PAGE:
Times were harder then — except in one fundamental respect.
Recently, I met a young woman at The River shopping center in Rancho Mirage. She was celebrating her 30th birthday. She was also lamenting the fact that she was now 30 and telling me how hard it was to be 30. Not so hard, I thought, for a man who is 64, but I patted her on her head and wished her well, and then I started to think about the passage of time and chance and thought about measuring what we’ve gained and what we’ve lost, to paraphrase a great songwriter.
Thirty years ago. Early 1979. If you think we have it bad economically now, with our bank crisis and our recession, think about 1979. Yes, unemployment was about one and half percentage points lower, but it was rising fast. We were well on our way to the worst recession in postwar history, far worse than the one we are in now, at least so far. But inflation — that was the killer. On the heels of the radical revolution in Iran and a huge jump in oil prices, we had inflation in 1979 of over 13 percent. The misery index — the total of unemployment and inflation — was about 19.5 percent, compared with about 7.5 per cent now. Times were hard.
We got through it, and went on to record-shattering prosperity. We got through the bleak days to “it’s morning in America.” There is hope today, too.
Think the stock market is bad now? We thought it was bad in 1979. It has risen since then — even with the recent crash — by almost ten times. Not ten percent. Ten times. Think real estate has dropped now? It has but it is still about four times what it was in 1979 here in Southern California. Things look bleak now, and they are, but they are a lot better than they were in 1979 in many, many ways.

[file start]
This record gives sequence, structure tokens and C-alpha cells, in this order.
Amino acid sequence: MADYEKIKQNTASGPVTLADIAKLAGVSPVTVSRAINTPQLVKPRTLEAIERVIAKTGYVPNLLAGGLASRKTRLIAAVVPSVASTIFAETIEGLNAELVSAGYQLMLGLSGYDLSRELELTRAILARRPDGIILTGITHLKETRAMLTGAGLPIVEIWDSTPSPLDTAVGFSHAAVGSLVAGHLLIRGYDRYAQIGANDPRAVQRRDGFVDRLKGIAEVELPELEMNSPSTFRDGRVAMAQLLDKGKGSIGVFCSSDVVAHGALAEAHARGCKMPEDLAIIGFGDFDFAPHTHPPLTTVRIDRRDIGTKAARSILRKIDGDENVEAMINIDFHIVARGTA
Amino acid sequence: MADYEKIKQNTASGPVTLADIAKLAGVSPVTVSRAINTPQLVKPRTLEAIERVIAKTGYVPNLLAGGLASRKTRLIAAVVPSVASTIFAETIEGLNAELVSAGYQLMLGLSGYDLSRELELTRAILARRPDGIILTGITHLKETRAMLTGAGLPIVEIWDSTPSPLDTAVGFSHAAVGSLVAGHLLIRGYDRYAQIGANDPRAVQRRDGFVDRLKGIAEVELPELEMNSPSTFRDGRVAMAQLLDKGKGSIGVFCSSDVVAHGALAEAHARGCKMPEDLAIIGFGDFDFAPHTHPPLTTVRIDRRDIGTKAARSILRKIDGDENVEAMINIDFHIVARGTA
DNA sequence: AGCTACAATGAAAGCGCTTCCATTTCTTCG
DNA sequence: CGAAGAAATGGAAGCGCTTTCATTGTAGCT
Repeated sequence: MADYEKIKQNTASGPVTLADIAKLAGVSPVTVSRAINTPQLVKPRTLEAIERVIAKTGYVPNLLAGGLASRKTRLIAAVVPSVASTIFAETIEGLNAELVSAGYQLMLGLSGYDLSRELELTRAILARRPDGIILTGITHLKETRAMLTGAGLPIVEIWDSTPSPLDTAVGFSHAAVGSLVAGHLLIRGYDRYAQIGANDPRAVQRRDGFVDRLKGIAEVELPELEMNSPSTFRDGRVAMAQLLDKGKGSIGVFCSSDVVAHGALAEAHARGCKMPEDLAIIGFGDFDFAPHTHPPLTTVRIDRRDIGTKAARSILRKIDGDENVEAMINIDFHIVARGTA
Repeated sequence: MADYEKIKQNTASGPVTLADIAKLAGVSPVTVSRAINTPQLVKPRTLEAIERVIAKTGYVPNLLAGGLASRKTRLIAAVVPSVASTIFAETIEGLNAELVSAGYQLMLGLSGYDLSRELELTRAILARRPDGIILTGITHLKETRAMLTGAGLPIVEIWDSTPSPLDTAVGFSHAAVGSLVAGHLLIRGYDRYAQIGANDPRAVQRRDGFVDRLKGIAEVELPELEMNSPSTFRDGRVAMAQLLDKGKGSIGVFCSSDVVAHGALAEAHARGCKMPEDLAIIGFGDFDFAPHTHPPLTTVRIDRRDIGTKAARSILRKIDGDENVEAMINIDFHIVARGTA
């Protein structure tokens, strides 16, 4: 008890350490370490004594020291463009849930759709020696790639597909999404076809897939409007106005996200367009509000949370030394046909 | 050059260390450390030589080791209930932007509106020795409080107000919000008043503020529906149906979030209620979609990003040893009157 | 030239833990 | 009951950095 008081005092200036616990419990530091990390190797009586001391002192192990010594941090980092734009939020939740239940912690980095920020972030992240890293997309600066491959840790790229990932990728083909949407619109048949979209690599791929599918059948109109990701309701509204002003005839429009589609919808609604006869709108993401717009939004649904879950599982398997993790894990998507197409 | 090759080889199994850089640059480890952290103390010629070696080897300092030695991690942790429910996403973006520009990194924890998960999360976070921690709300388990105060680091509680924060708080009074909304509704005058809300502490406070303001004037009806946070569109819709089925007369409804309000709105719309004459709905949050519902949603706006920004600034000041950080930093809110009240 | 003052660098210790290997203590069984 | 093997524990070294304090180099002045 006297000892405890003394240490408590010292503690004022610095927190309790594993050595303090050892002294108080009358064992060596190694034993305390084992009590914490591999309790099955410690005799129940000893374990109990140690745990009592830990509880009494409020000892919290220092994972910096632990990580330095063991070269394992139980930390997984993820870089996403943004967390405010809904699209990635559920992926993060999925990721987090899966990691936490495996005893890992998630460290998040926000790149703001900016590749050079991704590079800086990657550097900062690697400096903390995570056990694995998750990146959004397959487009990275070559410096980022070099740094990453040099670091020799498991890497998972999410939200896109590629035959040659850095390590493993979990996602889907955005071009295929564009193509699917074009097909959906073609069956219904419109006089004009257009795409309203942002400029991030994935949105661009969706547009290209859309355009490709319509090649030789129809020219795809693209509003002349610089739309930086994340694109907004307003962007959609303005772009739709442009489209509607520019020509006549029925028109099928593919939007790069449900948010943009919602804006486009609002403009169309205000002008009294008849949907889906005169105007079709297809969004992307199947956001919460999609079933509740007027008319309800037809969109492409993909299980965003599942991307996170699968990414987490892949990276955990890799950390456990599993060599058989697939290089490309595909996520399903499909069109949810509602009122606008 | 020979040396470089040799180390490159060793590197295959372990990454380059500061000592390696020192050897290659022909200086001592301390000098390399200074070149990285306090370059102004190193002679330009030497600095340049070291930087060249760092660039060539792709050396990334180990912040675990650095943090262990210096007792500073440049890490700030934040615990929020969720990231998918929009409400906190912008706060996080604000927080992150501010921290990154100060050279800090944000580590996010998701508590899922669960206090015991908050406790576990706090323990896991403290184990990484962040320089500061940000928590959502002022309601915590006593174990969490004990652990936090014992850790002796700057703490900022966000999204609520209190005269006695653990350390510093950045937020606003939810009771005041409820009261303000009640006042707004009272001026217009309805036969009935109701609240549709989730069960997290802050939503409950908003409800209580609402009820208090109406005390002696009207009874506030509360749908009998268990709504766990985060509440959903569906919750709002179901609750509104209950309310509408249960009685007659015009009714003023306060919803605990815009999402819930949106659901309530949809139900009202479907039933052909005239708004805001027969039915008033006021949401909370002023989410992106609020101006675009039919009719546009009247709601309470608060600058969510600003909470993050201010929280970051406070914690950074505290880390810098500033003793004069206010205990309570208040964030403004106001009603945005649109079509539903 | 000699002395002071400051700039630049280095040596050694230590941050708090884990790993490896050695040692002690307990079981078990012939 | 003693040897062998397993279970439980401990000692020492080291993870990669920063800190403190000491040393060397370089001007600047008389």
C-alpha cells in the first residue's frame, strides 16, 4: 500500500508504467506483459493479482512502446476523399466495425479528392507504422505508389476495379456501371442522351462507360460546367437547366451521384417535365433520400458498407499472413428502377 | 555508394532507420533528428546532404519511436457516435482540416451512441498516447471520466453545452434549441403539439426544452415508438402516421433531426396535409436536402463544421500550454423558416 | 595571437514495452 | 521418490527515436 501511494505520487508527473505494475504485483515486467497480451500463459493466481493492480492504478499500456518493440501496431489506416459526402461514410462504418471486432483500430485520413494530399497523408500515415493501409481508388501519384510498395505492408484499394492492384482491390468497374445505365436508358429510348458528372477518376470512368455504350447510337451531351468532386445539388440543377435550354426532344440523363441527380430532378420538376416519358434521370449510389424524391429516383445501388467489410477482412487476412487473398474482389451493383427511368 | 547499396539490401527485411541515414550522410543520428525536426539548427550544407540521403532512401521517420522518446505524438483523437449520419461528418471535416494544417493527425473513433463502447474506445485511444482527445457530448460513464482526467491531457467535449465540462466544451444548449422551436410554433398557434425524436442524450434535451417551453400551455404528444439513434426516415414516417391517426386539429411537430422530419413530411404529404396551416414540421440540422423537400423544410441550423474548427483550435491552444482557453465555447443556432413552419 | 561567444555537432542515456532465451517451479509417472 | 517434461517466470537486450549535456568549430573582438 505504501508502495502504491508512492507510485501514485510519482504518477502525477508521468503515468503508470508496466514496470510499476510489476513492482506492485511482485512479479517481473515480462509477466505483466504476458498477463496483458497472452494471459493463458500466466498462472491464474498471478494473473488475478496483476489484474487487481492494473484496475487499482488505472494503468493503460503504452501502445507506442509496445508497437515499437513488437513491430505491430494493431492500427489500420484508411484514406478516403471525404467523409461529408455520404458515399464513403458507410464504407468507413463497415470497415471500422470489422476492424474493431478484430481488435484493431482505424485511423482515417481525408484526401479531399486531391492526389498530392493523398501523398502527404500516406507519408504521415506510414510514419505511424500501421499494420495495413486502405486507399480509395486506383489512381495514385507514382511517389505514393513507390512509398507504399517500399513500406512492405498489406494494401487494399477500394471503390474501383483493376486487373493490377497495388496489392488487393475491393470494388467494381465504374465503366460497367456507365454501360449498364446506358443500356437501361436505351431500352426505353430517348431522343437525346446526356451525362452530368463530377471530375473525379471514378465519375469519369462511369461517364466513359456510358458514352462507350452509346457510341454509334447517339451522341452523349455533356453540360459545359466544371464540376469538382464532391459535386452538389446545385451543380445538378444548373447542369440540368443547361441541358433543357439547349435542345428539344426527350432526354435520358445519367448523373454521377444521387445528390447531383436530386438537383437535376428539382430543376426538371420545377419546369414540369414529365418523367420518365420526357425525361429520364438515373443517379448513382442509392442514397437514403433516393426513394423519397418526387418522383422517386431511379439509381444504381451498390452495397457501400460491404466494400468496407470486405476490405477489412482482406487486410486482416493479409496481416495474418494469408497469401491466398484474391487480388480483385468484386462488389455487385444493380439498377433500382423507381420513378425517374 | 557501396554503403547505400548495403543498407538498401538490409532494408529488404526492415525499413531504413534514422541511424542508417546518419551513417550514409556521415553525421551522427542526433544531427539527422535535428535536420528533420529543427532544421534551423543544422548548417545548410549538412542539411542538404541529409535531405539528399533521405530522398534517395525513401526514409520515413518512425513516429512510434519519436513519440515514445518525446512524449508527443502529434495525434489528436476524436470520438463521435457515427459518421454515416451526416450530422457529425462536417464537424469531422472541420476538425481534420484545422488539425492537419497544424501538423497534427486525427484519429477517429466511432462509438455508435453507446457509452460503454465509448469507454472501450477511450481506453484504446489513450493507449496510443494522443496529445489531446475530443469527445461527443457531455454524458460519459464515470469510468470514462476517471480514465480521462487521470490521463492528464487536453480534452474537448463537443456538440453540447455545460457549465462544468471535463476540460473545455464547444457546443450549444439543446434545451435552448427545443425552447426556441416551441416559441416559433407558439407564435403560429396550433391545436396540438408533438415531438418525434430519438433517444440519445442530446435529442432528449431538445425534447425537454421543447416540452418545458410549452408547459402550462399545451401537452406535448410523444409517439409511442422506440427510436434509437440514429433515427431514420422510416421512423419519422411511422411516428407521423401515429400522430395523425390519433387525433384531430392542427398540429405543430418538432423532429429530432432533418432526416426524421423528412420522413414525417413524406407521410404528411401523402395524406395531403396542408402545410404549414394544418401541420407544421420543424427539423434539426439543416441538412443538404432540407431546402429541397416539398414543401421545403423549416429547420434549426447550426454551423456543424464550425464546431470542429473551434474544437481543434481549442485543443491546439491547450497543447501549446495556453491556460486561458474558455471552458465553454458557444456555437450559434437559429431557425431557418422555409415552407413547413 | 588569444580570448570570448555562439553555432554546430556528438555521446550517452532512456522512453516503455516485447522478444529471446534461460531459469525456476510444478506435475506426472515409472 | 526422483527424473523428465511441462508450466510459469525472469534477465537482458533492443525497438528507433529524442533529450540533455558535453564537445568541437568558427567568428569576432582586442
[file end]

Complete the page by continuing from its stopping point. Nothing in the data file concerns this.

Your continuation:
We will get through this. I wish I had bought more stock in 1979, and more real estate, too. But here’s what I really miss about 1979: both of my parents were alive. I could have spent as much time as I wanted with them, I could have learned from them, shared with them. Loved them. Let them love me. I desperately wish it were 1979 again, not for Jimmy Carter and the bargain stock market, but for missing my parents, whom are both long gone now.
I don’t know if it’s a good time to buy stocks or real estate or what the inflation rate will be next year. I do know you won’t have forever with the people you love. Be with them now. That’s your best thirty-year investment. You cannot lose.
A man of faith in a godless age is hitting Americans where it hurts.
Mr. and Mrs. American Spectator Reader, let P.J. O’Rourke talk sense to your kids.
In Britain, defending your property can get you life.
The debacle of this president’s administration is both a cause and a symptom of the decline of American values. Unless Congress impeaches him, that decline will go on unchecked. An eminent jurist surveys the damage and assesses the chances for the recovery of our culture.
It won’t take long for conservatives to scratch this presidential wannabe off their 2008 scorecard.
The American Christmas, like the songs that celebrate it, makes room for everybody under the rainbow. Is that why so many people seem to be hostile to it?
Was the President done in by the economy, or by the politics of the economy?